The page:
Question: What is the difference between execution analysis and transaction cost analysis?
Q: So, what changes based on the use of execution-level data as opposed to just orders?
A: …if the lens through which you see data evolves with the data.
Data are neutral. Consequences of changes in data can be enormous. In that spirit, we will try to sort out what all this means.
Enhanced granularity of trading data delivers transparency. Dashboards are popular for algorithms and routing. Post-trade analysis follows suit. Whereas order-level transaction cost analysis (TCA) contains average order sizes, durations, cost, market conditions and so forth. This information is now available at the level of individual algorithms. New metrics appear, such as price reversion and fill-size by strategy.
There is more: Distributions of fills by market-cap, by start time, by number of placements... Need we go on? Absolutely: Distributions of algo usage by market conditions, fill sizes, duration and number of venues. There is a blizzard of data once granularity has reached the level of individual fills (see “Strategy cost review,” below).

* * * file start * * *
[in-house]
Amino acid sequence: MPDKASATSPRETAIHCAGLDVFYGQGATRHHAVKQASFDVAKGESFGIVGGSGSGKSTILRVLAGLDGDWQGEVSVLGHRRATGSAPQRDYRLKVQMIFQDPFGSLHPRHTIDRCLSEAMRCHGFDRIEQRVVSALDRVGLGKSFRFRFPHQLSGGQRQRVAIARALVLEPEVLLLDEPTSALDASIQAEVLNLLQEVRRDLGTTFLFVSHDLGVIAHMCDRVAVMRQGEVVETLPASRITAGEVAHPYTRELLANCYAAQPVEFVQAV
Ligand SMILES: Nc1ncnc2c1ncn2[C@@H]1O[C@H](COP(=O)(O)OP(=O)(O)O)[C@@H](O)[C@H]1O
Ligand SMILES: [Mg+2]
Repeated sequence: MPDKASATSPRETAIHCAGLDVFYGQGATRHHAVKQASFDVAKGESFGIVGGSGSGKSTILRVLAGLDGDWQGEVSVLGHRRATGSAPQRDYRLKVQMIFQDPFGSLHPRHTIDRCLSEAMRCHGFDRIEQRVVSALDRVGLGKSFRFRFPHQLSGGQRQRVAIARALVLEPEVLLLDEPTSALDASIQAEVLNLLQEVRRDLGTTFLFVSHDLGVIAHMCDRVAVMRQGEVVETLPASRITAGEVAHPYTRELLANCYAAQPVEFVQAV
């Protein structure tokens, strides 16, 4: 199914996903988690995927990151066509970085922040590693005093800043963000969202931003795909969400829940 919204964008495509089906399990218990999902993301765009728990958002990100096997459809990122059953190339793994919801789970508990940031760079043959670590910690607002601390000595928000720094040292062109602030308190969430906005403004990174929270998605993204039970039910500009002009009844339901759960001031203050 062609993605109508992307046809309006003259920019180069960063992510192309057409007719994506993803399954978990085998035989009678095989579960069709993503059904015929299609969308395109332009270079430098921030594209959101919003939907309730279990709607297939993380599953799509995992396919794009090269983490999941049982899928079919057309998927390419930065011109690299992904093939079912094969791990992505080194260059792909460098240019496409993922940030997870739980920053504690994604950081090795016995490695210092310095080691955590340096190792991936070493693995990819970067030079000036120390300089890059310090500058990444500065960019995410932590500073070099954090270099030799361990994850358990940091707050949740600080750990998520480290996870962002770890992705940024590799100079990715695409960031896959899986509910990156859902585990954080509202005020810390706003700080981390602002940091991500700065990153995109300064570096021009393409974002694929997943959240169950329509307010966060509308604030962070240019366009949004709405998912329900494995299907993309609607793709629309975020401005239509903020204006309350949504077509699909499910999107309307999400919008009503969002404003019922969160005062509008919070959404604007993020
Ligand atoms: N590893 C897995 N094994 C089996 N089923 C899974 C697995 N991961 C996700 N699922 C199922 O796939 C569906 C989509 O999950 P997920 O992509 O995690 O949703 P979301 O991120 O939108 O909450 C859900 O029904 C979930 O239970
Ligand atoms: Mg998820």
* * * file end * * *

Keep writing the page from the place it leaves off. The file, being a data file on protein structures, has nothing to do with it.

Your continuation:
But this is all just TCA, which also is thought of as transaction cost reporting. It is “observational analysis” conducted with different data. In contrast, the trend in order-level TCA has been to navigate a smaller blizzard to isolate actionable information. In execution-level analysis, we almost achieve a count of distributions of outcomes equal to the number of data points in order-level TCA. That exercise has left granular TCA unchanged from its aggregate cousin: the setting of performance results in the context of market conditions and trader activity.
The most popular report requested in order-level TCA is an outlier report. It may be as simple as the five best and worst outcomes. It may be as complicated as the breach of user-defined bounds in particular market conditions.
The most popular report in execution analysis is also an outlier report. We have more possibilities for the definition of “outlier.” Examples include prices at the millisecond level and reversion statistics.
The aggregate and granular concepts are the same. Beyond extra metrics, there is no change in moving from order-level to fill-level analysis. However, there are some pitfalls.
Granularity and noise